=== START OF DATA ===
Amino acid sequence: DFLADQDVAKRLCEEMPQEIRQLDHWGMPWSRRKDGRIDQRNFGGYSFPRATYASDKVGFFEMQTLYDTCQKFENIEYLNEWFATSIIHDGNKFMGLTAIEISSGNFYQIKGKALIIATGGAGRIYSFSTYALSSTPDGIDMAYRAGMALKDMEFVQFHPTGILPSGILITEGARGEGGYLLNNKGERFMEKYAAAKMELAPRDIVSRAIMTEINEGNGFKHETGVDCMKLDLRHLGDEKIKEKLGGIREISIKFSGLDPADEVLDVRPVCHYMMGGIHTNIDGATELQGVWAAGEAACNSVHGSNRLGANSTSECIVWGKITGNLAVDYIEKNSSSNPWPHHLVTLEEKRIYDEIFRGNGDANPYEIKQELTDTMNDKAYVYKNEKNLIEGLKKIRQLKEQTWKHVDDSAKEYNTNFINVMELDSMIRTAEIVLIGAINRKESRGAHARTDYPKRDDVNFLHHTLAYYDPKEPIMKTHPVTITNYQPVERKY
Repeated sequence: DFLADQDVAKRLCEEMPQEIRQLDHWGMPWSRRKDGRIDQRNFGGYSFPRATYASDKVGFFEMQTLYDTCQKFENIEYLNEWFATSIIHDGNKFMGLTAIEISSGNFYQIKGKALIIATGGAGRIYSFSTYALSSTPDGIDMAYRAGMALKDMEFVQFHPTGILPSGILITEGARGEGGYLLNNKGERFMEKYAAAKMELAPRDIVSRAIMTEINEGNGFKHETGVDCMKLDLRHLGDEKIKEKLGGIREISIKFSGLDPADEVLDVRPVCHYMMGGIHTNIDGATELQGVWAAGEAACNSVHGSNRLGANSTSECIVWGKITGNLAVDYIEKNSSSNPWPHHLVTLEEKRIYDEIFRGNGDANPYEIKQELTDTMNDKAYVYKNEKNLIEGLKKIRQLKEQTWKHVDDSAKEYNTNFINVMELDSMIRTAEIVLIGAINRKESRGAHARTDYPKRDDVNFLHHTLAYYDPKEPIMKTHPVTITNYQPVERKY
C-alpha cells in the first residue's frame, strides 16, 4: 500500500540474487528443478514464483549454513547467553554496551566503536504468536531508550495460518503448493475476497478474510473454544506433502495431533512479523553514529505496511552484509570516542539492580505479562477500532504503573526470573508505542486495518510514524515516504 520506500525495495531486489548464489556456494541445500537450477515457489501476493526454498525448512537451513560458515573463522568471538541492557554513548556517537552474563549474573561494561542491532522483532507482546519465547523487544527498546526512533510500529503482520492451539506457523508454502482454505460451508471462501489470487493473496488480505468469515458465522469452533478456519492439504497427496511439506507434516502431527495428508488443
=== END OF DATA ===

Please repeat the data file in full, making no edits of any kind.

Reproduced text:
Amino acid sequence: DFLADQDVAKRLCEEMPQEIRQLDHWGMPWSRRKDGRIDQRNFGGYSFPRATYASDKVGFFEMQTLYDTCQKFENIEYLNEWFATSIIHDGNKFMGLTAIEISSGNFYQIKGKALIIATGGAGRIYSFSTYALSSTPDGIDMAYRAGMALKDMEFVQFHPTGILPSGILITEGARGEGGYLLNNKGERFMEKYAAAKMELAPRDIVSRAIMTEINEGNGFKHETGVDCMKLDLRHLGDEKIKEKLGGIREISIKFSGLDPADEVLDVRPVCHYMMGGIHTNIDGATELQGVWAAGEAACNSVHGSNRLGANSTSECIVWGKITGNLAVDYIEKNSSSNPWPHHLVTLEEKRIYDEIFRGNGDANPYEIKQELTDTMNDKAYVYKNEKNLIEGLKKIRQLKEQTWKHVDDSAKEYNTNFINVMELDSMIRTAEIVLIGAINRKESRGAHARTDYPKRDDVNFLHHTLAYYDPKEPIMKTHPVTITNYQPVERKY
Repeated sequence: DFLADQDVAKRLCEEMPQEIRQLDHWGMPWSRRKDGRIDQRNFGGYSFPRATYASDKVGFFEMQTLYDTCQKFENIEYLNEWFATSIIHDGNKFMGLTAIEISSGNFYQIKGKALIIATGGAGRIYSFSTYALSSTPDGIDMAYRAGMALKDMEFVQFHPTGILPSGILITEGARGEGGYLLNNKGERFMEKYAAAKMELAPRDIVSRAIMTEINEGNGFKHETGVDCMKLDLRHLGDEKIKEKLGGIREISIKFSGLDPADEVLDVRPVCHYMMGGIHTNIDGATELQGVWAAGEAACNSVHGSNRLGANSTSECIVWGKITGNLAVDYIEKNSSSNPWPHHLVTLEEKRIYDEIFRGNGDANPYEIKQELTDTMNDKAYVYKNEKNLIEGLKKIRQLKEQTWKHVDDSAKEYNTNFINVMELDSMIRTAEIVLIGAINRKESRGAHARTDYPKRDDVNFLHHTLAYYDPKEPIMKTHPVTITNYQPVERKY
C-alpha cells in the first residue's frame, strides 16, 4: 500500500540474487528443478514464483549454513547467553554496551566503536504468536531508550495460518503448493475476497478474510473454544506433502495431533512479523553514529505496511552484509570516542539492580505479562477500532504503573526470573508505542486495518510514524515516504 520506500525495495531486489548464489556456494541445500537450477515457489501476493526454498525448512537451513560458515573463522568471538541492557554513548556517537552474563549474573561494561542491532522483532507482546519465547523487544527498546526512533510500529503482520492451539506457523508454502482454505460451508471462501489470487493473496488480505468469515458465522469452533478456519492439504497427496511439506507434516502431527495428508488443